If that wasn’t enough, Branson brought out another celebrity and Virgin Galactic customer to lead the audience in singing “Happy Birthday” for Eva Deia: singer Sarah Brightman.

Richard Branson’s granddaughter, Eva Deia, christens the new SpaceShipTwo with a little help from her parents. (credit: J. Foust)

“The same fundamental design”

Beyond the glitz and glamour of the event (including celebrity sightings like actor and pilot Harrison Ford, who got to go inside SpaceShipTwo with Virgin Galactic’s chief pilot, David Mackay), was SpaceShipTwo itself. The event marked a transition for the vehicle, which had been under construction by Virgin’s subsidiary, The Spaceship Company, since well before the 2014 accident.

“If I had to sum it up, I would tell you [SpaceShipTwo] number two is a lot like number one,” Moses said. “It’s the same fundamental design.”

“All of us here today have eagerly, very eagerly, anticipating the rollout of this spaceship, and that’s because it marks the very dramatic change for us as the employees,” said Mike Moses, senior vice president for operations at Virgin Galactic. “We go from the build phase, where we were planning and assembling and analyzing what will be, to the flightline phase, where it is living and breathing and performing what it is we all dreamt about.”

At first glance, the second SpaceShipTwo looks a lot like the first. There are a few minor differences visible, like larger horizontal stabilizers on the twin tail booms, as well as a new paint scheme that transitions from white on the fuselage to silver, with a large Virgin Galactic logo, on the booms.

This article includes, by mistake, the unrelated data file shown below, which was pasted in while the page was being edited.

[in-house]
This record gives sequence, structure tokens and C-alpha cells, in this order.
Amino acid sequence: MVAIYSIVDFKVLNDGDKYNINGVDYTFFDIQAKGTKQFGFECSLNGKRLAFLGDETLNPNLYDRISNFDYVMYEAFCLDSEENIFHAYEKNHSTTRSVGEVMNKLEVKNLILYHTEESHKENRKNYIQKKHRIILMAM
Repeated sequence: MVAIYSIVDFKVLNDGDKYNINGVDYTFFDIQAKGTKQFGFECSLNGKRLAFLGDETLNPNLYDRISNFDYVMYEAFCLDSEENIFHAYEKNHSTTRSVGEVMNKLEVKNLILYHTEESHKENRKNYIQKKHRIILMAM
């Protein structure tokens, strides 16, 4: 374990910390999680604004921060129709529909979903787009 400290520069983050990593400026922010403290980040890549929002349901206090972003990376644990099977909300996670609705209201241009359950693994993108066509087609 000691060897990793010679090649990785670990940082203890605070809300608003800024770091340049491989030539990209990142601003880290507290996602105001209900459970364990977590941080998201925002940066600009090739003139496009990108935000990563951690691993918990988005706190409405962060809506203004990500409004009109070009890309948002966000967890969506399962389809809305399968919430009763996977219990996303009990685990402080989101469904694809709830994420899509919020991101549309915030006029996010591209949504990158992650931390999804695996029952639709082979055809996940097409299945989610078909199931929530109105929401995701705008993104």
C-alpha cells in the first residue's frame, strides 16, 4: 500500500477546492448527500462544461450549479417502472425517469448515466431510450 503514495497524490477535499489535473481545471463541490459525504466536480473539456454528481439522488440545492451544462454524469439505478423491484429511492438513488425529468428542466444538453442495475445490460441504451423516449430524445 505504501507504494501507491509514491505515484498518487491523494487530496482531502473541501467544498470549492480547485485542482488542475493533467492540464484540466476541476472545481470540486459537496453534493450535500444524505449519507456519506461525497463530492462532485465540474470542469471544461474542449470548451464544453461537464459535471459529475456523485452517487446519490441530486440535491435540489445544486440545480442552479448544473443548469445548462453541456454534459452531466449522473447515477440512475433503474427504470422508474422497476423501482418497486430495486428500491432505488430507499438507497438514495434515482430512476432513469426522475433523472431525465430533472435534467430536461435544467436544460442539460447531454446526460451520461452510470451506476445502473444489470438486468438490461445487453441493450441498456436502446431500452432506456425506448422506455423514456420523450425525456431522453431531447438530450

There are additional, but less visible, changes elsewhere to the vehicle. In a briefing prior to the rollout, Moses said part of that came from lessons learned during the manufacturing of the first SpaceShipTwo by Scaled Composites. “It’s an evolutionary change,” he said. “When Scaled built the first one, they built it and they started testing, and they realized they wanted to do a few things differently. So we were able to incorporate those changes upfront.”

Examples of such changes he gave included tweaks to the outer mold line of the vehicle’s wings made during testing of the first SpaceShipOne, and rerouting of electrical cables inside the vehicle. “There’s nothing really sexy or exciting about those changes, it’s just the evolution of the design,” Moses said.

Then there are changes to SpaceShipTwo as a result of the accident and resulting investigation. “We did what I think every high risk, high profile, high reliability organization needs to do: used the lens of that accident to look at everything else that we do,” he said. “We looked at systems way beyond the scope of what the accident investigation asked us to look at, and we made a handful of little changes.”

That includes changes to address the specific, technical root cause of the accident, the premature unlocking of the vehicle’s feathering system. “We’re going to put a control system in place that prevents that handle from being moved if you’re in a regime where it’s not safe to move it,” Moses said. “There is literally now going to be a mechanical pin that prevents that lever from moving if the computer tells you it’s not a safe regime to do so.”

“If I had to sum it up, I would tell you [SpaceShipTwo] number two is a lot like number one,” Moses concluded. “It’s the same fundamental design. We didn’t find any fundamentals that were wrong or flawed.”

SS2 tail section